Poison Study – Maria V. Snyder

Poison Study – Maria V. Snyder

Title: Poison Study
Author: Maria V. Snyder
Genre: Young Adult
Publisher: Harlequin
Publication Date: October 2005
Pages: 361
Rating: 4/5 stars


Choose: a quick death or slow poison….

On the eve of her execution for murder, Yelena Zaltana is offered an incredible reprieve – on the condition that she becomes the food taster for the military leader of Ixia, Commander Ambrose.

Avoiding poison is the least of her troubles, however …. General Brazell, the father of the man she killed, has vowed bloody revenge; she’s beginning to have feelings for her captor, Valek; and someone is plotting the downfall of the current regime.

In a desperate race against time, Yelena must learn to control the growing magical talents within her and master the demons of her past. The Commander’s life, the future of Ixia and all those she loves depend on it….

I know this is yet another young adult fantasy series, but there are just too many good ones out there. My lovely colleague recommended Maria Snyder to me and I must say – I adored it!

Yelena must choose between execution or becoming the poison taster of Ixia’s Commander. Her tutor and boss, Valek, teaches her the many nuances of poison tasting and helps her cope with the intrigues of court. Accused of the murder of General Brazell’s son, she must also be on her guard for his plots to kill her.

There is something afoot when General Brazell delivers an amazing dessert to the Commander. Valek is suspicious, but it is not poison. However, the Commander begins to behave increasingly strangely. With few people he can turn to, Valek asks for Yelena’s aid in uncovering Brazell’s ulterior motives.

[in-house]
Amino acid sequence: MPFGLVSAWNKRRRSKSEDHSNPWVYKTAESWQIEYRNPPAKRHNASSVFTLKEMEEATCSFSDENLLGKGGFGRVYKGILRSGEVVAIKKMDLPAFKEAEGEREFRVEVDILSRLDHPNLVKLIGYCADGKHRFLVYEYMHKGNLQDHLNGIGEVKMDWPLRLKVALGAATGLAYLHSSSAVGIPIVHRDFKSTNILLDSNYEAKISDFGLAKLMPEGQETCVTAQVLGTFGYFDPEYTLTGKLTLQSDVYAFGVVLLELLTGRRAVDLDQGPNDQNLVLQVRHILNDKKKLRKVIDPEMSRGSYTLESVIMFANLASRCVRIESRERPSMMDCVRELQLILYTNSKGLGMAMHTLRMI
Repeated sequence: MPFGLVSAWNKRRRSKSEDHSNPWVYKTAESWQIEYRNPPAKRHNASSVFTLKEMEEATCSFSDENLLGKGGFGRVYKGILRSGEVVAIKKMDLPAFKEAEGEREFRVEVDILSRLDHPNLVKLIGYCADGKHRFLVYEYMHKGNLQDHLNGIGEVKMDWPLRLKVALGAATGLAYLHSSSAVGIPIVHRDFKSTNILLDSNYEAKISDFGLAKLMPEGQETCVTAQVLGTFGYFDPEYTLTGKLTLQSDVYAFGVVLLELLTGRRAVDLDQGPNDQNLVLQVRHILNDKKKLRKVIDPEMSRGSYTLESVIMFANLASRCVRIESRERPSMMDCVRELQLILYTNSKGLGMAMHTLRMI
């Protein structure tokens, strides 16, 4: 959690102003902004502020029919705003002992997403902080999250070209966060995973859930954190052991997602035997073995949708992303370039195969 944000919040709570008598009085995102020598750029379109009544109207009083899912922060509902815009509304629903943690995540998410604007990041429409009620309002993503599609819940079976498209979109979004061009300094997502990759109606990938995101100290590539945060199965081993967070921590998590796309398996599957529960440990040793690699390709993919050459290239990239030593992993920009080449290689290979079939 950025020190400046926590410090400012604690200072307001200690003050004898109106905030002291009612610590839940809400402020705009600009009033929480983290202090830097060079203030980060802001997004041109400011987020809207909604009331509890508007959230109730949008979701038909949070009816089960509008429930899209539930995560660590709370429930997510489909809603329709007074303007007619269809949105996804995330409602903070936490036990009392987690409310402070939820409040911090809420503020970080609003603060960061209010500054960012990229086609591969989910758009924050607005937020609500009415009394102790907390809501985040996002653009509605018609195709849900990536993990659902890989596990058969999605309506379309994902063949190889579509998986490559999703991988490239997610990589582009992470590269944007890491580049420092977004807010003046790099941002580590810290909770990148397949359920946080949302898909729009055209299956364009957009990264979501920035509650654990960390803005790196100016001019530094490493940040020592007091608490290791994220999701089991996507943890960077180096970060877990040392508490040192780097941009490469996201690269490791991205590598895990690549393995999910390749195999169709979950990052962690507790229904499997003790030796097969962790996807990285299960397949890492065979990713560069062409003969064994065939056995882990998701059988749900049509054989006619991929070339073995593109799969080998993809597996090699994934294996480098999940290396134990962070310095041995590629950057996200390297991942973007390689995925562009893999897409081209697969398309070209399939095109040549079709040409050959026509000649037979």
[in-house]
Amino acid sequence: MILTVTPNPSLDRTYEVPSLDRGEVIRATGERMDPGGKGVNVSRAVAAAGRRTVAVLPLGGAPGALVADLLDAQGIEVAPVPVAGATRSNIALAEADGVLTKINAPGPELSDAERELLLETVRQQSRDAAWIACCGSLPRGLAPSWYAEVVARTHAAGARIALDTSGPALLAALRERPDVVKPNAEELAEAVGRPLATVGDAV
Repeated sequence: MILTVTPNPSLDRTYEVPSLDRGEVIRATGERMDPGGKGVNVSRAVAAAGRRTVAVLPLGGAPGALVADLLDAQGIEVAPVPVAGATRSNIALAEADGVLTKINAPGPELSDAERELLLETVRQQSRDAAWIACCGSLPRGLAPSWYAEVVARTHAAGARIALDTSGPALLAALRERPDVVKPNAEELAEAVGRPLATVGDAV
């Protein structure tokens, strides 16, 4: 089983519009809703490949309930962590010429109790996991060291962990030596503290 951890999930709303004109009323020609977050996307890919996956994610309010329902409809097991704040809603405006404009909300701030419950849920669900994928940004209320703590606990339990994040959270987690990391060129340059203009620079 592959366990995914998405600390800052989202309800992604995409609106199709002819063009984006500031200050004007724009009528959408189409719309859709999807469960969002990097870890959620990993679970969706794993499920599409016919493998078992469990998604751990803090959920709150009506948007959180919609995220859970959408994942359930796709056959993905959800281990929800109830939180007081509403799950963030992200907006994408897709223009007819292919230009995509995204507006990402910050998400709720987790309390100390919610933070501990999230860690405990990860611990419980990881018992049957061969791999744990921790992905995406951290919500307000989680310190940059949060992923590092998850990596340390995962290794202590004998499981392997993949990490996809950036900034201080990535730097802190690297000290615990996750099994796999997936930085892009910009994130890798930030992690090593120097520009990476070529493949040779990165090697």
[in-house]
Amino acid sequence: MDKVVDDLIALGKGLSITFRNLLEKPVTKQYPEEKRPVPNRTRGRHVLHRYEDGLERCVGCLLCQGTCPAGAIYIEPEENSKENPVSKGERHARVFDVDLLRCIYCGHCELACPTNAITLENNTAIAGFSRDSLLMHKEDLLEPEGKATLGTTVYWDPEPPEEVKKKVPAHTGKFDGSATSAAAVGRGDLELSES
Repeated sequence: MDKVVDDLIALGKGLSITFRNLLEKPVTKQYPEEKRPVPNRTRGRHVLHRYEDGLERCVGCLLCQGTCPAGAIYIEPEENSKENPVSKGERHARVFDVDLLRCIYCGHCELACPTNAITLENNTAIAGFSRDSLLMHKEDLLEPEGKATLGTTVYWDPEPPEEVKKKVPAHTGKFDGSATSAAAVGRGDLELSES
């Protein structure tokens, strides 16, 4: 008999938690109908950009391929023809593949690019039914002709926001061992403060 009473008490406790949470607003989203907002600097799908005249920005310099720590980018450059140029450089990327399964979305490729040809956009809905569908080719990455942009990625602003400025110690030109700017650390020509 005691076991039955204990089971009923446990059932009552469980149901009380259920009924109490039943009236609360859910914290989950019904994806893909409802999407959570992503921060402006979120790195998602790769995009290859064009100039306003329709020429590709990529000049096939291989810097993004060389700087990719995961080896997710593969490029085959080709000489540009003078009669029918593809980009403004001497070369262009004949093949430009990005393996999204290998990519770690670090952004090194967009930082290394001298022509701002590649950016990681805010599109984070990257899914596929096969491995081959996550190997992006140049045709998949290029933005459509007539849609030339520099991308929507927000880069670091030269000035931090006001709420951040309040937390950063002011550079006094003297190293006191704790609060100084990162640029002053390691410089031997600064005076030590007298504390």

In this first book, there is the mystery of Yelena’s past – we aren’t quite sure what led to her becoming a murderer. I will warn everybody that there is a rape flashback, which is rather nasty, but not too gruesome for young adult, as some authors tend to do. I think it is important at times to have these scenes, highlighting the harshness of the both the fantasy world and our own. It is almost at times easier to explore these issues in the realm of fantasy, where it is far enough removed from our own world that we can consider them in a different way.

Yelena is an excellent character and I really enjoyed reading the book through her voice. I did have a problem with the romance though. While I loved Valek’s character, I initially thought he was an old man, which made the romance blossoming between him and Yelena a bit gross. But on reading back, it was obvious that that was my error…. Oops! I always imagine spymasters as older men with grey hair!

It is interesting to see Snyder’s world – Ixia is a sort of communist society, still reeling from the downfall of the monarchy. In later books, Yelena travels to Ixia’s neighbour, Sitia, and it is great to see the contrasts between the two cultures. There is also magic in the world, yet it is forbidden in Ixia, which makes it dangerous for Yelena when she discovers her power.

The next few books aren’t as amazing as the first, but they are still incredibly entertaining. As Yelena moves into Sitia, we get a greater glimpse at the magic running through the world, and the plots of the later books focus on the magicians and their intrigues. I really like the tribes described in the later books – it is fabulous seeing how the different groups live and the vibrance of their cultures.

It is a really great series, almost on par with ‘Throne of Glass’, though not quite. Yelena is probably a more likeable main character than Caelena (though Caelena is still my favourite!), and there is less of a focus on the romance in ‘Poison Study’, which is a bonus, but I still prefer the world Maas has created.

The fourth book, ‘Shadow Study’ is due out in March, and I can’t wait to read more about Yelena and her adventures!


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